corporate governance structure—principally the creation of a separate Audit Committee; relationship with external auditors and their responsibilities; and enhanced disclosure in financial reporting. In the course of the past year we adopted a staff rule to protect whistleblowers, established a fully independent Office of Institutional Integrity, adopted a Code of Ethics for members of the IDB and IIC
Boards of Executive Directors and the MIF Donors Committee, and made substantial progress in amending the Code that applies to staff. The procurement of goods and services is a central activity in our line of business and also a potential space for corrupt behavior. Last year we hired consultants to assess our procurement rules and practices, both for our projects and for Bank procurement. We recently received the final report on Bank procurement and expect to receive shortly the report on procurement in Bank-funded operations. Both reports will make recommendations aimed at ensuring that we work by ‘best practices.’ This subject is on the work agenda of Management and the Board for the months ahead.
Another of our commitments in Milan was to launch a process of civil society consultation to frame a new Information Disclosure Policy. I am pleased to inform the Governors that the policy was approved last November. Progress is also being made on a proposal to renew the Independent Investigation Mechanism to align it to best practices in our comparators.
III. The regional political scene:
The leadership challenge It is vital that we continue strengthening and renewing the Bank so it can continue to be an active, reliable partner of its borrowing member countries as they strive to consolidate growth and distribute its social dividends. In my address to the inaugural session of the 1999 Annual Meeting in Paris, I underlined the importance of bolstering our democracies in order to harmonize economic achievements with social dividends. Although I touched on this theme in subsequent Annual Meetings, I feel compelled to return to it once again because it is so critical if we are to be successful in advancing our economies and societies.
Political developments in the region are creating a mixture of hope and concern. That democracy is becoming firmly rooted in the region’s major countries is a promising sign, as is the democratic renewal of governments in countries that barely a decade ago were caught up in wrenching political-military strife. Yet another positive sign is that some countries in the region, which are trying to manage severe socioeconomic tensions and heed increasingly insistent calls for change, have been able to absorb and democratically process these tensions and demands, amidst a widespread perception that the public has little tolerance for nondemocratic solutions. These are encouraging signs indeed. On the other hand, political difficulties in some countries in the region today or in the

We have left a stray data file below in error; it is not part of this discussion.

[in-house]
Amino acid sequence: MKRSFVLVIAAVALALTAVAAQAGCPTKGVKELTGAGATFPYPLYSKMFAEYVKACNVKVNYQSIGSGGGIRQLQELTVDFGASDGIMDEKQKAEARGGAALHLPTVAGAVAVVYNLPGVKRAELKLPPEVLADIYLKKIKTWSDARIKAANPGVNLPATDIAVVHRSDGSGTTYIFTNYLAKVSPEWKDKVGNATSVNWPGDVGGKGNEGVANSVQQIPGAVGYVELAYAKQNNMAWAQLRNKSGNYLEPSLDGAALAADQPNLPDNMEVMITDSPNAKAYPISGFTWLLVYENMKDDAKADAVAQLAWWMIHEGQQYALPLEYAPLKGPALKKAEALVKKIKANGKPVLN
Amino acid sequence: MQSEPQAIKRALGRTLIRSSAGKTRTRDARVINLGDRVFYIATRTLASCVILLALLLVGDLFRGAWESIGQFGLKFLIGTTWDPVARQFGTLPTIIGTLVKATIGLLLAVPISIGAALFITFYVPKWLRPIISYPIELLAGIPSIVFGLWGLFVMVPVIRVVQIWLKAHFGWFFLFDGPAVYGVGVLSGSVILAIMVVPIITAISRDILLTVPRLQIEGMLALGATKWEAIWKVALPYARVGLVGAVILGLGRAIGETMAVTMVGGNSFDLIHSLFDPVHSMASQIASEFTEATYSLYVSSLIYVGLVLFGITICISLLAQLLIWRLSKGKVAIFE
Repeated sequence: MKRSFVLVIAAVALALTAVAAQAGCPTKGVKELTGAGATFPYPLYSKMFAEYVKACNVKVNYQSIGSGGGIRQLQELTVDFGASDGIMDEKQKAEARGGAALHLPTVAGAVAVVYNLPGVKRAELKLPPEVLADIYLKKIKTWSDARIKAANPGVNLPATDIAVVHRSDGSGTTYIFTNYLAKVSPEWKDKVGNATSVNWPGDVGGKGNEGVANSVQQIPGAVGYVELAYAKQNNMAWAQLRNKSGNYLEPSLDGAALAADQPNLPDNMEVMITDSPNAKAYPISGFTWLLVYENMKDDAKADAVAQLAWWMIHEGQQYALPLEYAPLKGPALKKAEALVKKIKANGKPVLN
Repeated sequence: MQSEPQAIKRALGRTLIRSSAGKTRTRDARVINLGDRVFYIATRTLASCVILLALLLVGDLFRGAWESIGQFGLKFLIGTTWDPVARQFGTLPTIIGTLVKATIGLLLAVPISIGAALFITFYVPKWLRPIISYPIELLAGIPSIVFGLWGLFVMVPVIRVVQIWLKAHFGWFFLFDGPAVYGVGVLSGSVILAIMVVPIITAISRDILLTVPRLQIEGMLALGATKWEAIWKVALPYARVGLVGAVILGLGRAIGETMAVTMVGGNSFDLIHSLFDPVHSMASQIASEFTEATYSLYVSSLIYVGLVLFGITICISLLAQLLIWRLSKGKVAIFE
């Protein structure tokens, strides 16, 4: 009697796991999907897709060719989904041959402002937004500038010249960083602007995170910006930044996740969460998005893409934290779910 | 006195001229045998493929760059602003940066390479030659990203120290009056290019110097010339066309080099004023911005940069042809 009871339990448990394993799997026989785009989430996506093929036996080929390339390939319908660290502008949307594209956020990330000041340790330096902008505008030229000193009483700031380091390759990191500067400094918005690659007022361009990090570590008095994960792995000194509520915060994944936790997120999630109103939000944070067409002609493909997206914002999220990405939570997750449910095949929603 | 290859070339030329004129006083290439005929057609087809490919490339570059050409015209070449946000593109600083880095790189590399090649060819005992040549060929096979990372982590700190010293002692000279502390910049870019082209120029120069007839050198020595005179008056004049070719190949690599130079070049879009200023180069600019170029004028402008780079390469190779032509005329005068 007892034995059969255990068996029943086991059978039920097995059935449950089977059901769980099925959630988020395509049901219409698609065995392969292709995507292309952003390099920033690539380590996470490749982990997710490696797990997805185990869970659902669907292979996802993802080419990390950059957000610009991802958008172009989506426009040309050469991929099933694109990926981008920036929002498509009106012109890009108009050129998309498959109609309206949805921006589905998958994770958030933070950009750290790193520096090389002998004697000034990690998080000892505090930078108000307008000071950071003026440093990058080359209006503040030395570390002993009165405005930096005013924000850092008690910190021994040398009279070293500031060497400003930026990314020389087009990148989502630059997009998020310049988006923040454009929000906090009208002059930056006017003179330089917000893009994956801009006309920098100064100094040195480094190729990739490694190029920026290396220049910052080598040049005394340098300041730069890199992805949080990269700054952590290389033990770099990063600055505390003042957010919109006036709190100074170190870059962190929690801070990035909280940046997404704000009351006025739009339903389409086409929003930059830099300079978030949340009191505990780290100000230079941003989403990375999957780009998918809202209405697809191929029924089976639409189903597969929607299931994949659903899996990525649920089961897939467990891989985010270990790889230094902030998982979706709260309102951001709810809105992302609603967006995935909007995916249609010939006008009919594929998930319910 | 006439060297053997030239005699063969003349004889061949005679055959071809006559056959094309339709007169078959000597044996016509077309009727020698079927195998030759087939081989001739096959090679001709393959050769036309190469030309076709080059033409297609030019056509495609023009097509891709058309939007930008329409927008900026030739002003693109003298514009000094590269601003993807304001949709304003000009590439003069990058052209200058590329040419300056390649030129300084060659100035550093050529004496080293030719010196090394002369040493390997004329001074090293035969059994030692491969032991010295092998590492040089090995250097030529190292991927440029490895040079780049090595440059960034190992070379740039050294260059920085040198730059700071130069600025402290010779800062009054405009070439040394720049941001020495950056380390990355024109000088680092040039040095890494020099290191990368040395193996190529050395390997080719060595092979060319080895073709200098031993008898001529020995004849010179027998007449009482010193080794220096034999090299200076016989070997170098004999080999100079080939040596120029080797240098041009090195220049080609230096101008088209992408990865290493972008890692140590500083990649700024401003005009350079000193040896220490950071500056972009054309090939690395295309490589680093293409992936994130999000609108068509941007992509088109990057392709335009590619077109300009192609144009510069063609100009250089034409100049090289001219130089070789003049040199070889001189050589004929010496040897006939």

recent past are cause for concern. The media and the citizenry in those parts of the region would appear to have an image of political instability etched in their minds. Though all the empirical evidence suggests that the people of Latin America and the Caribbean back the liberal democratic system as an invaluable asset, it also shows many of them to be thoroughly disenchanted with how democracy is working and with governments’ inability to improve the day-to-day lives of citizens and give them hope for a better
tomorrow. In some cases discontent reached the extreme of cutting short a presidential term, and there has been more than one episode of civic upheaval. But every case shows that the previous complementarity between political and economic liberalization agendas is suffering the effects of the malaise of over five years of economic recession. Whereas the fruits of more stable economies and reined-in inflation were shared across a broad spectrum of the population, reform and liberalization policies did not always achieve their objective of distributing equitably their costs and benefits. When public policies are captured by private interests, small groups or coalitions typically carry off the lion’s share of the benefits, leaving the masses to shoulder the costs. Disillusioned though some in Latin America and the Caribbean may be with how the democratic system is performing, the majority still backs that system. What, then, are the roots of this worrisome political instability that plagues some countries in our region? One factor, certainly, is how gaping social disparities or unethical behavior in the high echelons of government and the corporate world is eroding the credibility of institutions and the political leadership, but this cannot be the whole explanation. Expert analysts of the region’s political scene are warning us of the need for the political leadership to pay attention to the political system and its workings. In some